- Increased credit utilization ratio. With a third of your credit score being judged by your credit utilization ratio, spending more using your credit cards when not in a position to pay them down increases your ratio and brings down your credit score.
Further Reading: Best Credit Score Services
Don’t Open New Credit Cards or Take Out a Loan
Hopefully, your unemployment is temporary but don’t open new lines of credit to help you get by while you’re not working. Doing so goes onto your credit report and creditors see you have opened new accounts. Around 25% of your FICO Score relies on your history and the number of new accounts. You could see your score drop.
Don’t Skip Payments
Being unemployed comes with the challenges of surviving on less. And when push comes to shove on what to spend your money on, it’s easy to say an electric bill comes before a credit card payment.
But what may begin as missing one payment could snowball and before you know it you are three months behind and the bills far outstretch your budget. This is when your credit score seriously begins to plunge and calls from collectors begin.
But there is a solution.
How to Boost Your Credit Score While Unemployed
Of course, continuing to make on-time payments on your accounts is the most important way to maintain and boost your credit score. But how does one go about doing this when a steady paycheck isn’t coming in?
Get ahead of your debts to protect your credit score with these benefits available to you:
1. Contact Your Credit Card Companies
You may think your credit card companies don’t want to help but your issuers want to be repaid and will work with you as you go through your hardship. Credit card companies may waive fees, reduce your minimum monthly payment and even temporarily reduce your interest rate. While this may be short term — three to six months — it helps you continue paying your monthly payments and keeps your credit score on the up and up.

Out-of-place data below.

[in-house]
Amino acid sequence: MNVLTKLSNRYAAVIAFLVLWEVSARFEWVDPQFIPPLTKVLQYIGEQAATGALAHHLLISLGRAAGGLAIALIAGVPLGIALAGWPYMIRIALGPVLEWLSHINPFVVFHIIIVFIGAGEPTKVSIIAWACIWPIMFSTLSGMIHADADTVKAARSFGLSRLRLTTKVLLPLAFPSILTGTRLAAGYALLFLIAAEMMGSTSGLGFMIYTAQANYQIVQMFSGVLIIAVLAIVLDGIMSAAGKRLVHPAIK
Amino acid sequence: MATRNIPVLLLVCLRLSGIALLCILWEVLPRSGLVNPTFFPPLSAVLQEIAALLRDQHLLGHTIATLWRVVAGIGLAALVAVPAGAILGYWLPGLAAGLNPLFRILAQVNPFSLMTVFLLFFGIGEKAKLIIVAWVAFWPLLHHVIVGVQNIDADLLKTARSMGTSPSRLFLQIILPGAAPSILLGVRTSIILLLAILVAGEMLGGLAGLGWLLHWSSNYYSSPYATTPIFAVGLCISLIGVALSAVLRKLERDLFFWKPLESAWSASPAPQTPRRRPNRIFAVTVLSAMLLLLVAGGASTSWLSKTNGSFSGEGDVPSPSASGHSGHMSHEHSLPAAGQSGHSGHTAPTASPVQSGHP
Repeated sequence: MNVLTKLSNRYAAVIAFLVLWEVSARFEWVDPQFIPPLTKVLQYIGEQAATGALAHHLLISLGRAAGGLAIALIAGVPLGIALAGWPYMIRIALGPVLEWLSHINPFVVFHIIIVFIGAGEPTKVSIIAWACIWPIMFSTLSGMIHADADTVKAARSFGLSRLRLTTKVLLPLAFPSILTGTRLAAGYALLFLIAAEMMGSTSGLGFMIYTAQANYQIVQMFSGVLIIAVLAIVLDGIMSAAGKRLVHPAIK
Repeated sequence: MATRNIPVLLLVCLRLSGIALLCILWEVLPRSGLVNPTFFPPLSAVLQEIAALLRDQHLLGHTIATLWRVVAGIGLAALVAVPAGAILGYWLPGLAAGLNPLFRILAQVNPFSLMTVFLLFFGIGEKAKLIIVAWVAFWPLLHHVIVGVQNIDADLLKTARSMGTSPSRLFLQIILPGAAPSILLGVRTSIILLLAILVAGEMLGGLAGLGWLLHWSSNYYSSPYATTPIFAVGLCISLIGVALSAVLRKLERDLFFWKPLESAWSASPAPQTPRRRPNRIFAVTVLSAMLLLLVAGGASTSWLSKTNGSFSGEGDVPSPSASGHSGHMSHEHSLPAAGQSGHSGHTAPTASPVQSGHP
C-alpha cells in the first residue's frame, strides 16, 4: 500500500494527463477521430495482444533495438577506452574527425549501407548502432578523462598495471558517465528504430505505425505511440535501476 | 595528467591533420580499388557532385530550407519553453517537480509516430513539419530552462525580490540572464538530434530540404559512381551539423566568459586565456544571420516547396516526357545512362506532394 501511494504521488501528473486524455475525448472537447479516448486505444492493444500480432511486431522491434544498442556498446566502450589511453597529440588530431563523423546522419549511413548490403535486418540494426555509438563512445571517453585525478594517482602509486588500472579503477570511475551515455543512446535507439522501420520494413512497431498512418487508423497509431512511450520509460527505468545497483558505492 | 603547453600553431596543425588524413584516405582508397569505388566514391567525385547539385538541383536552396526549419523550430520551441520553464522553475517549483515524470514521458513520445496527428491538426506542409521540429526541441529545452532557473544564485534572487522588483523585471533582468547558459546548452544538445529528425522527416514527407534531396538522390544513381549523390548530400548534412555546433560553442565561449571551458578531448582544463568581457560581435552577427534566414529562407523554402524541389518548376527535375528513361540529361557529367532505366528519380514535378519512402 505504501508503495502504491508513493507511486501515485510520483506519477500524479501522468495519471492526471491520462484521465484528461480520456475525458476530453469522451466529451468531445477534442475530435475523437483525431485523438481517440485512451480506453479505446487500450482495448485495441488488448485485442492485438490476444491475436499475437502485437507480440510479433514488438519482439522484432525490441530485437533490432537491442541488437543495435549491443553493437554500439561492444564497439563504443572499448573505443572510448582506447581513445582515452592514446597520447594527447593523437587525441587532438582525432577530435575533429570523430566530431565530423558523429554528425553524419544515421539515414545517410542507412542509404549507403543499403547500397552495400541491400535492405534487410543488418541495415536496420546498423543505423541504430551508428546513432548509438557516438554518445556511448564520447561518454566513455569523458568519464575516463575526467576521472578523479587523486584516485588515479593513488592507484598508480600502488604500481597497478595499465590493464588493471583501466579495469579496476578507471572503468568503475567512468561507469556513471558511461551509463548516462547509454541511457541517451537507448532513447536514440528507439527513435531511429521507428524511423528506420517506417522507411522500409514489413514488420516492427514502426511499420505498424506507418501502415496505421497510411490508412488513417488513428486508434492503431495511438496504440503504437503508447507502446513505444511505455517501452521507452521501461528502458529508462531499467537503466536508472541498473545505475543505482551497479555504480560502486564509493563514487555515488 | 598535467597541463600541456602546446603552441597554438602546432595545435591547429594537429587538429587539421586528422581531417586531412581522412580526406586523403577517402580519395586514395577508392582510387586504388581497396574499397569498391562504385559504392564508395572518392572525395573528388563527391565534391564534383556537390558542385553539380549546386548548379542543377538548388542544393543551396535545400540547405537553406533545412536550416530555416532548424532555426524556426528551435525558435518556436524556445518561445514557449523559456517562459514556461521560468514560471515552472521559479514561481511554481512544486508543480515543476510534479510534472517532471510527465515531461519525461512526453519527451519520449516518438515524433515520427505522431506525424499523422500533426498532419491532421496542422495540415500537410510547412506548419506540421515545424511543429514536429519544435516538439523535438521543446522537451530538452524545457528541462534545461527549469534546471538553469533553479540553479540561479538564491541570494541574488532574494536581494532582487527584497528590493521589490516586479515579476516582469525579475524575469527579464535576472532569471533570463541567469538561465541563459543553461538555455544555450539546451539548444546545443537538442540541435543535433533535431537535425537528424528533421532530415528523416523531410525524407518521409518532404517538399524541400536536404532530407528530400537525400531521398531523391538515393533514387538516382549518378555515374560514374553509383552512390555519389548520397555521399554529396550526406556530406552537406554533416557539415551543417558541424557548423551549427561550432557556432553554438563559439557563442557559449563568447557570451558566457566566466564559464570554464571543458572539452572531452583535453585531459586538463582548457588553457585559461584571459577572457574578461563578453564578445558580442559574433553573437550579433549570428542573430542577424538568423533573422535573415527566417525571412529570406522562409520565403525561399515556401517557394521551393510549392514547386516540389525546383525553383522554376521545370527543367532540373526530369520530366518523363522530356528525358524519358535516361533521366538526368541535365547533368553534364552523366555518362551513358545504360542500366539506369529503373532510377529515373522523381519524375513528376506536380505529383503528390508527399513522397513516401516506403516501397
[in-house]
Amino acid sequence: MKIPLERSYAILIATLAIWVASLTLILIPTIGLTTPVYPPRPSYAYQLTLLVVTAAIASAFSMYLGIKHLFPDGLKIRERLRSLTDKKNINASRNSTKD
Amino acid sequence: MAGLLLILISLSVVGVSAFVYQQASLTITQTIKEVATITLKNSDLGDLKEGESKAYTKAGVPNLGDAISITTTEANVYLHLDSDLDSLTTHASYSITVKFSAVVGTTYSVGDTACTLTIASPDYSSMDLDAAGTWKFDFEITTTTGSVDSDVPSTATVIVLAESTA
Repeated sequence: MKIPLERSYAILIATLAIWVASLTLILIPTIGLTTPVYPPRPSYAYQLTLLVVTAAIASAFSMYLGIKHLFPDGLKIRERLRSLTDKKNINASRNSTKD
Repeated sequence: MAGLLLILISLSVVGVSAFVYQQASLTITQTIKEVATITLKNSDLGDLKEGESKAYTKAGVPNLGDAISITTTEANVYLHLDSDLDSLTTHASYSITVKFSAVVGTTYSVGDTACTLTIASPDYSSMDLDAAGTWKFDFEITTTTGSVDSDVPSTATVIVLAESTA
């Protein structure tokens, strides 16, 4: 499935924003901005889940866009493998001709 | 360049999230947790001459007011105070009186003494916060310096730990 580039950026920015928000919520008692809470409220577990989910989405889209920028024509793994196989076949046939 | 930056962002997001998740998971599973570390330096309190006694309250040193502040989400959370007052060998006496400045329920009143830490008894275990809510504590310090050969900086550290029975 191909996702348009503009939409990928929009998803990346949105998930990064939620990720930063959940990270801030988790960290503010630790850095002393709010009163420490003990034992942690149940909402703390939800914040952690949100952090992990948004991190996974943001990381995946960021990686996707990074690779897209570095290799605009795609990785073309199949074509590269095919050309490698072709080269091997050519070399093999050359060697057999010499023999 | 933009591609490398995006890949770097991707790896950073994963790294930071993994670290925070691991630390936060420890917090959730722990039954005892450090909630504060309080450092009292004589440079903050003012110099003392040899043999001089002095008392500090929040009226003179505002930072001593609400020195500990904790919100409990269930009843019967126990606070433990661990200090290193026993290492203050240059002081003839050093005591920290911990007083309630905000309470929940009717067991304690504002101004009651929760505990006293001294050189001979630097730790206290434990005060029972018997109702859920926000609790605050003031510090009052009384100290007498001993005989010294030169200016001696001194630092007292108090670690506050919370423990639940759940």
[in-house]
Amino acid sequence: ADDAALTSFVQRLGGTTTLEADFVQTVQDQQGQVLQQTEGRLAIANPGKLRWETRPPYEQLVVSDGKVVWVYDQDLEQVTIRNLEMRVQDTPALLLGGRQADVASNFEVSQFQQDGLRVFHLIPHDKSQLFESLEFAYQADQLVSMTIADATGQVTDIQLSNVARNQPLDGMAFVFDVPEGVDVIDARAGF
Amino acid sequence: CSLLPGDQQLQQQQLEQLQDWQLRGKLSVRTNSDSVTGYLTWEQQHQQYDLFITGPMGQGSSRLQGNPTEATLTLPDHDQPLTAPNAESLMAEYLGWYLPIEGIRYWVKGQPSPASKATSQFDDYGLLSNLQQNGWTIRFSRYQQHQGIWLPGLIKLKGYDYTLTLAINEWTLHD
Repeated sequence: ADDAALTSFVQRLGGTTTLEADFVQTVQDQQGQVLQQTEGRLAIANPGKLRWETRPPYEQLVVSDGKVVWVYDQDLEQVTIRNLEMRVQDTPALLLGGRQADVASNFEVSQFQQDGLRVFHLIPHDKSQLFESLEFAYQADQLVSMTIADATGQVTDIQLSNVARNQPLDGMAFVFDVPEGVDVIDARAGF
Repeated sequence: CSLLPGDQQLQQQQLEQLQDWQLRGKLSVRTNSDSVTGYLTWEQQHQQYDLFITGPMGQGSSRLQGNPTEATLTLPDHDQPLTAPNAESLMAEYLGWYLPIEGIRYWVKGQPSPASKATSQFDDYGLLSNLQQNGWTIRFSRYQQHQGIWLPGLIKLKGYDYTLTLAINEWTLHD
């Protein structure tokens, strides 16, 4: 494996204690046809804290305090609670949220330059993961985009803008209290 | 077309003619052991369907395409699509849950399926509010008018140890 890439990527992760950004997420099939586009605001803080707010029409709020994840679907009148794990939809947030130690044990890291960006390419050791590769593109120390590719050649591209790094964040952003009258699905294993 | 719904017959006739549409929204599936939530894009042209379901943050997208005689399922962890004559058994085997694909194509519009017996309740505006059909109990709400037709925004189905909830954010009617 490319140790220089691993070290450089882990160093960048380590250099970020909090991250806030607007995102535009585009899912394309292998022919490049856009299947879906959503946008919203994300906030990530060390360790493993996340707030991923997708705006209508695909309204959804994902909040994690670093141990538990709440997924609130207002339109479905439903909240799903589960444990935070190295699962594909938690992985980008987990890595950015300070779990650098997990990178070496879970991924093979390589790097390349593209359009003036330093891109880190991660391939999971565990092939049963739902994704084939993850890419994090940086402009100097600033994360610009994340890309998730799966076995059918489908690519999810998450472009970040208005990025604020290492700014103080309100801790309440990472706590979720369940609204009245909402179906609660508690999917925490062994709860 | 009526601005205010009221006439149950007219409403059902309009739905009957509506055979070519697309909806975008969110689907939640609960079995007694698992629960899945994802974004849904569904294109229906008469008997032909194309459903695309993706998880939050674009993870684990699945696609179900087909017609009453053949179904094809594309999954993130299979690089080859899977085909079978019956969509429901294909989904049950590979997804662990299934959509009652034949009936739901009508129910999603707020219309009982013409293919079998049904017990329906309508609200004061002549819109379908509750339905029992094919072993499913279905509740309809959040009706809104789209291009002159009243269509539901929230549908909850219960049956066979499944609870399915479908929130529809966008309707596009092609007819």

Many credit card companies have established hardship relief for those impacted by COVID-19, including the unemployed. Requests for this can often be submitted online.
2. Defer Loans
If you have student loans, postpone making payments using the loan deferment option to keep your loans in good standing. With this feature, you may be able to defer your loans for an entire year. And this means you won’t have to pay each month and won’t be charged a penalty. However, your account still accrues interest. But you can worry about tackling this debt once you are employed again.
Your credit cards may also have options for skipping payments.
3. Get a Forbearance
Mortgage companies offer deferment programs with mortgage forbearance. These are official agreements between you and your lender that your payments will not be deemed delinquent for an agreed-upon length of time and fees will be suspended. This means your lender won’t foreclose and you won’t lose your home.
Mortgage companies are currently required to provide up to one-year forbearance as a result of COVID-19. But the caveat to forbearance is the past-due mortgage payments will be due once the forbearance ends. Yes, freeing up $2,000 each month to pay bills and expenses will go a long way but if your forbearance ends in six months, you will owe $12,000 as a lump sum. Take advantage of forbearance to reduce your payments and continue to pay as much as you can.
4. Stay on Top of Your Credit Report
Even with all of your lenders working with you, sometimes one department doesn’t talk to another and a ding appears on your credit report. Also, the pandemic has resulted in an increase in cyber fraud with a 72% increase (as of December 2020) in payment fraud, including credit card fraud, according to the Association of Certified Fraud Examiners.
Thankfully, all three credit bureaus help you keep an eye on your credit report to spot mistakes. They now offer free credit reports weekly through April 20, 2021. These reports don’t reveal your credit scores but will let you know of any changes being reported to Experian, Equifax, and TransUnion.
Being unemployed is frightening and you may feel you do not have any control. But you do. Remain calm, cut back, and hunker down. Work with your lenders so when you start your new job you can pick up right where you left off.
Written by Lissa Poirot.
View the original article at here.